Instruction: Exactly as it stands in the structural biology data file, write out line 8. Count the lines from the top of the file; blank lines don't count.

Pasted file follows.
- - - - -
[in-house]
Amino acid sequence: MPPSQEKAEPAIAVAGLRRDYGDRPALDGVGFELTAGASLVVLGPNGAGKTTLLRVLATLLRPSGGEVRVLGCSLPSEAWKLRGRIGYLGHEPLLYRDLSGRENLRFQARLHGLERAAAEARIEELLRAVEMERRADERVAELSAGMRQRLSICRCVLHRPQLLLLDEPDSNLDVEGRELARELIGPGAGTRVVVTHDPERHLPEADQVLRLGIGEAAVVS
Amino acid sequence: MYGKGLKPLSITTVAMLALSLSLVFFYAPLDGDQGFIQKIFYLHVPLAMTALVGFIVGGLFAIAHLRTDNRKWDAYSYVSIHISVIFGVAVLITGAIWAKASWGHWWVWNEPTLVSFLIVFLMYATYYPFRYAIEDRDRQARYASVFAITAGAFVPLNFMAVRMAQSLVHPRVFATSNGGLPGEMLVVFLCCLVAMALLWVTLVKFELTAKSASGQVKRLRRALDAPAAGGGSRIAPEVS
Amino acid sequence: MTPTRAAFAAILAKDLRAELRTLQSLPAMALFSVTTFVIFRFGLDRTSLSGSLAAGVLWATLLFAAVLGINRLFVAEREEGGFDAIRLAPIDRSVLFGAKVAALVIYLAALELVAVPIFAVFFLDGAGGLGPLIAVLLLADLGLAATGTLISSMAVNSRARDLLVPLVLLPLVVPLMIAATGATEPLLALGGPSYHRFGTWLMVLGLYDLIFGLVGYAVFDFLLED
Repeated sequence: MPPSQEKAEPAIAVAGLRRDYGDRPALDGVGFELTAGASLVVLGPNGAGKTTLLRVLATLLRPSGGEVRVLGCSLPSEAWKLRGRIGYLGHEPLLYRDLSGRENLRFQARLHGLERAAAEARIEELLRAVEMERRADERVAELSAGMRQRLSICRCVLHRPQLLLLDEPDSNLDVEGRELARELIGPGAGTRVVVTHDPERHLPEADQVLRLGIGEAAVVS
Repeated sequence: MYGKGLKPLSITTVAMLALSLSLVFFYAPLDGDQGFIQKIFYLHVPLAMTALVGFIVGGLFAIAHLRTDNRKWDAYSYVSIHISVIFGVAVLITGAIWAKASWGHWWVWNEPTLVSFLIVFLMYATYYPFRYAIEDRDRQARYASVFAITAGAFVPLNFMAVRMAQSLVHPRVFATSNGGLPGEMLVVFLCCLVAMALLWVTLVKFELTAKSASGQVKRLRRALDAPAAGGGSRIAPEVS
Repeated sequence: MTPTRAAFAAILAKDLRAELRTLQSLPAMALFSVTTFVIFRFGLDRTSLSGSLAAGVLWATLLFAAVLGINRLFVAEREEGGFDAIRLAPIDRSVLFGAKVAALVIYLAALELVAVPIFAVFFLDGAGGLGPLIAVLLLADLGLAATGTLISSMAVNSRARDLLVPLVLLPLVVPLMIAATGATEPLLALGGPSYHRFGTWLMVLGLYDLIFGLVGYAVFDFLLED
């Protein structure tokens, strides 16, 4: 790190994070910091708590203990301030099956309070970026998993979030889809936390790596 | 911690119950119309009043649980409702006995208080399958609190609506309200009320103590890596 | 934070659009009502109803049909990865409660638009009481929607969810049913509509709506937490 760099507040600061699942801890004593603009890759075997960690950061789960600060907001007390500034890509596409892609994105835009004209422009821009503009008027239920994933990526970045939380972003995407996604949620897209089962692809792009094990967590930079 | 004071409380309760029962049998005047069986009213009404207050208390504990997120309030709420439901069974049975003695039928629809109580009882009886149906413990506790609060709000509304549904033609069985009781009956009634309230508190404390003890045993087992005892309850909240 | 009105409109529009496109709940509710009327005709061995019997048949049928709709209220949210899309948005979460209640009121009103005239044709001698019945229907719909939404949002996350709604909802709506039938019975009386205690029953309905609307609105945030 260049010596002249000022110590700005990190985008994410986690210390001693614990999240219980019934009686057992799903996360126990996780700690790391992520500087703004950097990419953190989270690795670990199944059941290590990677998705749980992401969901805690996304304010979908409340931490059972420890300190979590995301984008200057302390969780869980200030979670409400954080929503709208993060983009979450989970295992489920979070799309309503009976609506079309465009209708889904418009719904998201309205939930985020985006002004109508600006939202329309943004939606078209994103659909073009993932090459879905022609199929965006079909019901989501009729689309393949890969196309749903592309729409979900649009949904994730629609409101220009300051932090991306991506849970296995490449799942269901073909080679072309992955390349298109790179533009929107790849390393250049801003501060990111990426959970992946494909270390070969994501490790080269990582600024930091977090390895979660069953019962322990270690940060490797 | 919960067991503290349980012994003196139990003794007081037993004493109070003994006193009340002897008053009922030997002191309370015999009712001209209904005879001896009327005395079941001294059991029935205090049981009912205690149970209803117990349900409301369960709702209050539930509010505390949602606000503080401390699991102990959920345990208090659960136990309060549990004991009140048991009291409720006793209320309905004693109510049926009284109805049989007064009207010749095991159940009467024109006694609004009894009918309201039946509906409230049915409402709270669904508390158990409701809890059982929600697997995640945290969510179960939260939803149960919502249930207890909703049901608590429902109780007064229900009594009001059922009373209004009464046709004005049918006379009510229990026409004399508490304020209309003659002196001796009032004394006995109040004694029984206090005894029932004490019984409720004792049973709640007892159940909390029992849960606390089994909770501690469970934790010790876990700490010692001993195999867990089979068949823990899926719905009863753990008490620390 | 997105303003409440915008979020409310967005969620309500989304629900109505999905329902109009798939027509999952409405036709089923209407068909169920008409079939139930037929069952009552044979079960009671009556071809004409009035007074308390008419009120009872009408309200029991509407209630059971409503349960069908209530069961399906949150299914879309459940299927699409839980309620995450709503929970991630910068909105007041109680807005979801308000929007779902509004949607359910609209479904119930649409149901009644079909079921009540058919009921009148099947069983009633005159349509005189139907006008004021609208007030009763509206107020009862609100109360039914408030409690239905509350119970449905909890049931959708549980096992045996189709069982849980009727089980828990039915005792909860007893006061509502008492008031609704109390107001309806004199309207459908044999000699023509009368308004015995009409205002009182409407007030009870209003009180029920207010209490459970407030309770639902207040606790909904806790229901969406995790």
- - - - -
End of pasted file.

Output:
């Protein structure tokens, strides 16, 4: 790190994070910091708590203990301030099956309070970026998993979030889809936390790596 | 911690119950119309009043649980409702006995208080399958609190609506309200009320103590890596 | 934070659009009502109803049909990865409660638009009481929607969810049913509509709506937490 760099507040600061699942801890004593603009890759075997960690950061789960600060907001007390500034890509596409892609994105835009004209422009821009503009008027239920994933990526970045939380972003995407996604949620897209089962692809792009094990967590930079 | 004071409380309760029962049998005047069986009213009404207050208390504990997120309030709420439901069974049975003695039928629809109580009882009886149906413990506790609060709000509304549904033609069985009781009956009634309230508190404390003890045993087992005892309850909240 | 009105409109529009496109709940509710009327005709061995019997048949049928709709209220949210899309948005979460209640009121009103005239044709001698019945229907719909939404949002996350709604909802709506039938019975009386205690029953309905609307609105945030 260049010596002249000022110590700005990190985008994410986690210390001693614990999240219980019934009686057992799903996360126990996780700690790391992520500087703004950097990419953190989270690795670990199944059941290590990677998705749980992401969901805690996304304010979908409340931490059972420890300190979590995301984008200057302390969780869980200030979670409400954080929503709208993060983009979450989970295992489920979070799309309503009976609506079309465009209708889904418009719904998201309205939930985020985006002004109508600006939202329309943004939606078209994103659909073009993932090459879905022609199929965006079909019901989501009729689309393949890969196309749903592309729409979900649009949904994730629609409101220009300051932090991306991506849970296995490449799942269901073909080679072309992955390349298109790179533009929107790849390393250049801003501060990111990426959970992946494909270390070969994501490790080269990582600024930091977090390895979660069953019962322990270690940060490797 | 919960067991503290349980012994003196139990003794007081037993004493109070003994006193009340002897008053009922030997002191309370015999009712001209209904005879001896009327005395079941001294059991029935205090049981009912205690149970209803117990349900409301369960709702209050539930509010505390949602606000503080401390699991102990959920345990208090659960136990309060549990004991009140048991009291409720006793209320309905004693109510049926009284109805049989007064009207010749095991159940009467024109006694609004009894009918309201039946509906409230049915409402709270669904508390158990409701809890059982929600697997995640945290969510179960939260939803149960919502249930207890909703049901608590429902109780007064229900009594009001059922009373209004009464046709004005049918006379009510229990026409004399508490304020209309003659002196001796009032004394006995109040004694029984206090005894029932004490019984409720004792049973709640007892159940909390029992849960606390089994909770501690469970934790010790876990700490010692001993195999867990089979068949823990899926719905009863753990008490620390 | 997105303003409440915008979020409310967005969620309500989304629900109505999905329902109009798939027509999952409405036709089923209407068909169920008409079939139930037929069952009552044979079960009671009556071809004409009035007074308390008419009120009872009408309200029991509407209630059971409503349960069908209530069961399906949150299914879309459940299927699409839980309620995450709503929970991630910068909105007041109680807005979801308000929007779902509004949607359910609209479904119930649409149901009644079909079921009540058919009921009148099947069983009633005159349509005189139907006008004021609208007030009763509206107020009862609100109360039914408030409690239905509350119970449905909890049931959708549980096992045996189709069982849980009727089980828990039915005792909860007893006061509502008492008031609704109390107001309806004199309207459908044999000699023509009368308004015995009409205002009182409407007030009870209003009180029920207010209490459970407030309770639902207040606790909904806790229901969406995790």